Thursday, November 4, 2010

Walking To The Story

I was reading Dean Wesley's Smith's blog again today and I came across a term I'd never heard of: "Walking to the story." I can tell you, though, that I know the practice that term refers to very well.

I first learned of it when I took film classes, and our instructor complained about seeing way too many student films where the character wakes up, gets out of bed, brushes his teeth, eats breakfast, gets his car, goes to work.... He forbade students from using those elements in their scripts at all - and nearly half the class complained vociferously that they had a unique story that absolutely had to start with the character doing those things.

What those writers are doing, though, is taking their time in getting to the story. They don't leap into the story, they walk to it. Or maybe schlep to it. Ooze. Crawl.

But the beginning isn't the only place this happens. Anytime there is a transition, the prose might schlep from one place to another, oozing through the business of hanging up the phone and leaving the house and locking the door and walking to the car and getting out the keys and getting in to the car.....

Don't do that.

Unfortunately even advanced writers do it sometimes, in their first drafts. And for a rough draft it might be fine. It's a kind of exploratory writing. You move your characters around, get to know them, warm your way into the scene. It's a place where you find the mood or voice and set things up. But that's a warm up. It's like practicing scales. You don't do that on stage with the audience and orchestra waiting.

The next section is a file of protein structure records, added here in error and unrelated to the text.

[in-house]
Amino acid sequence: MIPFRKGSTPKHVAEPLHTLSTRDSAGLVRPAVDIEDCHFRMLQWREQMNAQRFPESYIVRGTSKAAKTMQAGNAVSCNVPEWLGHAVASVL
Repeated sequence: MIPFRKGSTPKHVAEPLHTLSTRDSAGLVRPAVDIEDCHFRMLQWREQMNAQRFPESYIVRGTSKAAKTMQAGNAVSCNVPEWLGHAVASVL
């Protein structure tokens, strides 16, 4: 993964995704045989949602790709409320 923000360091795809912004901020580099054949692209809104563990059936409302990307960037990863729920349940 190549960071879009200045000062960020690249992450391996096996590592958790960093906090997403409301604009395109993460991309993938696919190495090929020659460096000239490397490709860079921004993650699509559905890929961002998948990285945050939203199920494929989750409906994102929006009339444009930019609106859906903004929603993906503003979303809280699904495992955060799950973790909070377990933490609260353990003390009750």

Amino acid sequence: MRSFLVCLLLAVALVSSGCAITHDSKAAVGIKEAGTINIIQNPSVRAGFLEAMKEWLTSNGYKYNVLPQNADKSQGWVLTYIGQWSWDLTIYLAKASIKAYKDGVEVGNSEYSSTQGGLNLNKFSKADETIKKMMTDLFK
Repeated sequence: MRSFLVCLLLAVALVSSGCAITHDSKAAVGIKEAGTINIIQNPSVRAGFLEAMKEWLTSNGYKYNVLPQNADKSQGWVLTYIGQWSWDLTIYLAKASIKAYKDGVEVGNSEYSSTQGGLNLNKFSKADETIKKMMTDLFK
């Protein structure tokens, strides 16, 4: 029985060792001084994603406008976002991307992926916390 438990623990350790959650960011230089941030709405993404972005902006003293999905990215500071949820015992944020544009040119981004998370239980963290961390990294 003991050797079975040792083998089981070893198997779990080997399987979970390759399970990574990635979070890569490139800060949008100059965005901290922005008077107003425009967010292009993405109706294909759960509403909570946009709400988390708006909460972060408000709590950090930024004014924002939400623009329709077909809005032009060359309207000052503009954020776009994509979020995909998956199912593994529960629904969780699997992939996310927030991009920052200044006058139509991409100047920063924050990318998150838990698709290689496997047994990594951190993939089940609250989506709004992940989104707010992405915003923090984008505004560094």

That isn't to say that transitional moments can never be important, or even be good writing. Sometimes they are a critical part of the story - as in Psycho when Janet Leigh decides to take a shower. In a moment like that, the trivial actions of your character must take on a new and critical weight.

This is what I was talking about on Halloween, when I wrote about how details have to carry their weight. They need to be interesting, they need to set the pace and tone and voice, and they need to give us information. Sometimes when they don't actually carry the story forward, you can still get away with it, but if you do, it had better be a real piece of virtuoso writing. It had better knock the reader's socks off.

Because of all the rules out there, there is one absolute rule of writing: Thou shalt not bore the reader.

The crazy thing is, these sections that bore the reader might actually bore you too. These are sometimes the spots where you get stuck. You try to figure out what to put in this transition between the phone call and the confrontation, and you can't think of anything and it's all so boring.... Well, the key is to remember - don't walk through. Cut to the chase!

In the meantime, Crit Dare Update: I read about five more chapters of a manuscript because I want to give my comments in perspective. I also came up with a marvelous idea for a darling I don't want to cut, but I have to stop and think about what other weight it can carry.


Thomas Brookside said...


I completely agree here.

I try to make it a rule that if a character is traveling or undertaking any prosaic task, and it's actually being described, it's because there's something he sees while doing so that it's critical the reader see either for plot purposes or background purposes.

A good story to disassemble to see how this can be done well is "A Christmas Carol". It opens up with a series of the "boring" incidents you list: characters go in and out of offices, exchange pleasantries and not-so-pleasantries, put coal on a fire, drink, eat a meal, walk home, go to bed, etc. - but every one of those minor incidents includes a detail that serves the plot, the setting, or the characterization. Nothing just "happens" merely to tie scenes together or make transitions.

Anonymous said...

Like I told a writer friend "never describe a hallway."